No evidence of clonal somatic genetic alterations in cancer-associated fibroblasts from human breast and ovarian carcinomas

Wen Qiu, Min Hu, Anita Sridhar, Ken Opeskin, Stephen Fox, Michail Shipitsin, Melanie Trivett, Ella R. Thompson, Manasa Ramakrishna, Kylie L. Gorringe, Kornelia Polyak, Izhak Haviv, Ian G. Campbell

Research output: Contribution to journalArticlepeer-review

238 Scopus citations


There is increasing evidence showing that the stromal cells surrounding cancer epithelial cells, rather than being passive bystanders, might have a role in modifying tumor outgrowth. The molecular basis of this aspect of carcinoma etiology is controversial. Some studies have reported a high frequency of genetic aberrations in carcinoma-associated fibroblasts (CAFs), whereas other studies have reported very low or zero mutation rates. Resolution of this contentious area is of critical importance in terms of understanding both the basic biology of cancer as well as the potential clinical implications of CAF somatic alterations. We undertook genome-wide copy number and loss of heterozygosity (LOH) analysis of CAFs derived from breast and ovarian carcinomas using a 500K SNP array platform. Our data show conclusively that LOH and copy number alterations are extremely rare in CAFs and cannot be the basis of the carcinoma-promoting phenotypes of breast and ovarian CAFs.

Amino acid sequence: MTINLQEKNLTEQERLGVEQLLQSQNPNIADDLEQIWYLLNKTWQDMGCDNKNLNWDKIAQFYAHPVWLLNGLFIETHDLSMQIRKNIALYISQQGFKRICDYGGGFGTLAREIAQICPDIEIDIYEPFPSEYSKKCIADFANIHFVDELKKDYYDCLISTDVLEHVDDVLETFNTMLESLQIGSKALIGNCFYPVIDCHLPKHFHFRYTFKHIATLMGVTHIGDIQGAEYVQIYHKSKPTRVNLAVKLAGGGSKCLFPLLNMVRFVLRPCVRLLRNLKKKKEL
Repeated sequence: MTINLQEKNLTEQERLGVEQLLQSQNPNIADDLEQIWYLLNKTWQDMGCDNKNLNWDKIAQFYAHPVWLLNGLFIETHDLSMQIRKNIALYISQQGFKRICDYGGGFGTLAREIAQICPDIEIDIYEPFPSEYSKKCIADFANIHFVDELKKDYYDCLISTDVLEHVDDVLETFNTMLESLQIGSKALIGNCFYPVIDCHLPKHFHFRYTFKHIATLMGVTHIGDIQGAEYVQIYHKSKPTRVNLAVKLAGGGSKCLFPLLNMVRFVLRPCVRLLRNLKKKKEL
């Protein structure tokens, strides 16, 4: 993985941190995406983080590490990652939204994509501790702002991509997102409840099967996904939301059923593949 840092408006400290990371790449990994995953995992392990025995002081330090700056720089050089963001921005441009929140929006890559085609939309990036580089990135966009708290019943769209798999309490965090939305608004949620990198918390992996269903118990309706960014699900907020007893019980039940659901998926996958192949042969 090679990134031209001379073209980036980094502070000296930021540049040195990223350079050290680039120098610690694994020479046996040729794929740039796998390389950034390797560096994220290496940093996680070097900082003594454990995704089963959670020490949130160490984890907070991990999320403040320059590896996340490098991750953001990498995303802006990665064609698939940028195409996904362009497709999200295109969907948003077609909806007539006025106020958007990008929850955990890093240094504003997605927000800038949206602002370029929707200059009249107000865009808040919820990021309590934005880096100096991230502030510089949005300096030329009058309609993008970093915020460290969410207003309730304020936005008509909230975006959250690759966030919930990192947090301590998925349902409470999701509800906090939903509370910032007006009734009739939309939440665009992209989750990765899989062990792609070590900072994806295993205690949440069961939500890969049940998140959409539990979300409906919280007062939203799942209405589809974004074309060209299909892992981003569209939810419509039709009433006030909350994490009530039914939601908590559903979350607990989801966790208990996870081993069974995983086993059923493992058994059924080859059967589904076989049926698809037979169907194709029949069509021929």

Original languageEnglish
Pages (from-to)650-655
Number of pages6
JournalNature Genetics
Issue number5
StatePublished - May 2008
Externally publishedYes

Bibliographical note

Funding Information:
We thank the Peter MacCallum Cancer Centre Tissue Bank, and particularly L. Devereux, for their assistance in accessing tumor samples. We also thank the Peter MacCallum Cancer Centre Microarray and Bioinformatics core facilities for their assistance in the SNP array analysis. This work was supported by a grant (ID 400107) from the National Health and Medical Research Council of Australia (NHMRC). W.Q. is supported by NHMRC Dora Lush Postgraduate Scholarship. E.R.T. is supported by National Breast Cancer Foundation Postgraduate Scholarship. M.R. is supported by Melbourne Research Scholarship from University of Melbourne, Australia. I.H. is supported by US Department of Defense WXH1-1-06-0643 and the Komen for the Cure grants. This work was supported in part by US National Institutes of Health (CA116235) and American Cancer Society (RSG-05-154-01-MGO) grants to K.P.


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